A futuristic science based approach to enhance quality and durability of High Performance Pre-cast Concrete Products
Concrete infrastructure projects are currently designed for delivery on time and budget through efficient management of construction processes.
The challenge for the future is to develop world leading concrete industry for manufacturing high quality products of low whole life cycle cost and low carbon emissions that are resource-efficient. These stringent requirements cannot be met by traditional vibrated concrete and they pose new engineering challenges even for self-compacting concrete (SCC) which has many advantages over vibrated concrete. SCC flows like a viscous fluid under its own weight not needing any external vibration for compaction. This has clear health and safety benefits.
It contains less cement but more paste made up of waste products such as ground blast furnace slag and limestone powder thus reducing carbon emissions and demand for natural resources.
Pre-fabrication of concrete structures from SCC under factory conditions offers a better prospect of meeting high quality demands than on-site concreting. This provides an opportunity for precast industry to drive innovation for improved product quality and productivity. However, innovation would need a science-based approach to material design of self-compacting concrete and simulation of the entire manufacturing process involving insights from concrete technology, rheology, X-ray imaging, and simulation of the flow of viscous SCC.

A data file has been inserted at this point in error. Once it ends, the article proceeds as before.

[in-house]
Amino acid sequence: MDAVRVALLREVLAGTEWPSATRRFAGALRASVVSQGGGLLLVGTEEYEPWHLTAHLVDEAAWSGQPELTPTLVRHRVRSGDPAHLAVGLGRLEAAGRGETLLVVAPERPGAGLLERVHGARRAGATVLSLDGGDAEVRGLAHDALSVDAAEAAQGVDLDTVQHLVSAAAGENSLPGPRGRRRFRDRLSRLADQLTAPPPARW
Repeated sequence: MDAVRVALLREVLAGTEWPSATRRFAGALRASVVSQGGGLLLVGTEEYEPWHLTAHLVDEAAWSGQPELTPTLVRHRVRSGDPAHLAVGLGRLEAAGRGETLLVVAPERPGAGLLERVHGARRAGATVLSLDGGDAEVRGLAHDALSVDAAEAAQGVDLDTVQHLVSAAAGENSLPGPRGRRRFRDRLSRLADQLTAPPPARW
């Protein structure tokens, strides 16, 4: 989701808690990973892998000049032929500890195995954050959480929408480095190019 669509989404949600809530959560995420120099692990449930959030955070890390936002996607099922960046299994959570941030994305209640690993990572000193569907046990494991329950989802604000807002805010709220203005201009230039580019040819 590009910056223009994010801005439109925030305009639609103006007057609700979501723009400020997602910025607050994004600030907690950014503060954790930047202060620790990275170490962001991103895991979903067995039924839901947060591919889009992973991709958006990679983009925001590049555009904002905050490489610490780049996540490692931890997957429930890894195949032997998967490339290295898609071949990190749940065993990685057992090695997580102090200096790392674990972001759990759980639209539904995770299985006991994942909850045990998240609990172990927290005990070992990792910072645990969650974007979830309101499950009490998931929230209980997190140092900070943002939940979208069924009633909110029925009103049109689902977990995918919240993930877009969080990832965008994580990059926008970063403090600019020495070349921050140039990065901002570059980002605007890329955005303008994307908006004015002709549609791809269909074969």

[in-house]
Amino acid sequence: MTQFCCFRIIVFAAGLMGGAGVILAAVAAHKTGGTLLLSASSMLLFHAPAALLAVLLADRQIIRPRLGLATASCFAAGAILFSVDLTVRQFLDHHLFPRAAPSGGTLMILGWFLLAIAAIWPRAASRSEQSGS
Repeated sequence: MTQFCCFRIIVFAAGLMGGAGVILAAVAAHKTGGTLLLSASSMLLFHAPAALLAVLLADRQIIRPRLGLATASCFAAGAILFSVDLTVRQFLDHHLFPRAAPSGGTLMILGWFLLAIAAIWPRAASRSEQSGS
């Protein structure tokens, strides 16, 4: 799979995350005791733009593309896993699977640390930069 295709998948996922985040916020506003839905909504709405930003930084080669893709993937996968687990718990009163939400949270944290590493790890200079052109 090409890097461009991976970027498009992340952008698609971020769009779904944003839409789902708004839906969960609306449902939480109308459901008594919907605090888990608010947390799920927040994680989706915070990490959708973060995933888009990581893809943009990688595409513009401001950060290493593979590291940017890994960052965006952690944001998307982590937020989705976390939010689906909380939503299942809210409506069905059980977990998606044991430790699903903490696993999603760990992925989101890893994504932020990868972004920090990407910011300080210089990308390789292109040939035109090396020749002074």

Although laboratory experimental techniques can be used to investigate the properties of SCC in the fresh state, they have limitations besides significant cost implications. Hence, the computational modelling of SCC in the fresh state while it is being cast into the formwork is the best alternative.
With the rapid development of computer architectures, the issues relating to the computational cost of the numerical simulations are becoming less significant. Therefore, we propose to develop an efficient computational methodology to simulate the entire casting of industrial standard structural components produced from SCC, tracking the distribution of large aggregates during the flow, validate it by CT imaging and formulate detailed design information and guidelines.
This computational modelling strategy will improve the economics of the SCC manufacture and pave the way for its wider application in the construction industry.
In this context, the main aim of this PhD project is to develop an accurate and efficient computational procedure to simulate the flow of SCC into formwork. The supervisory team has significant expertise and is internationally well renown for both design and modelling of SCC.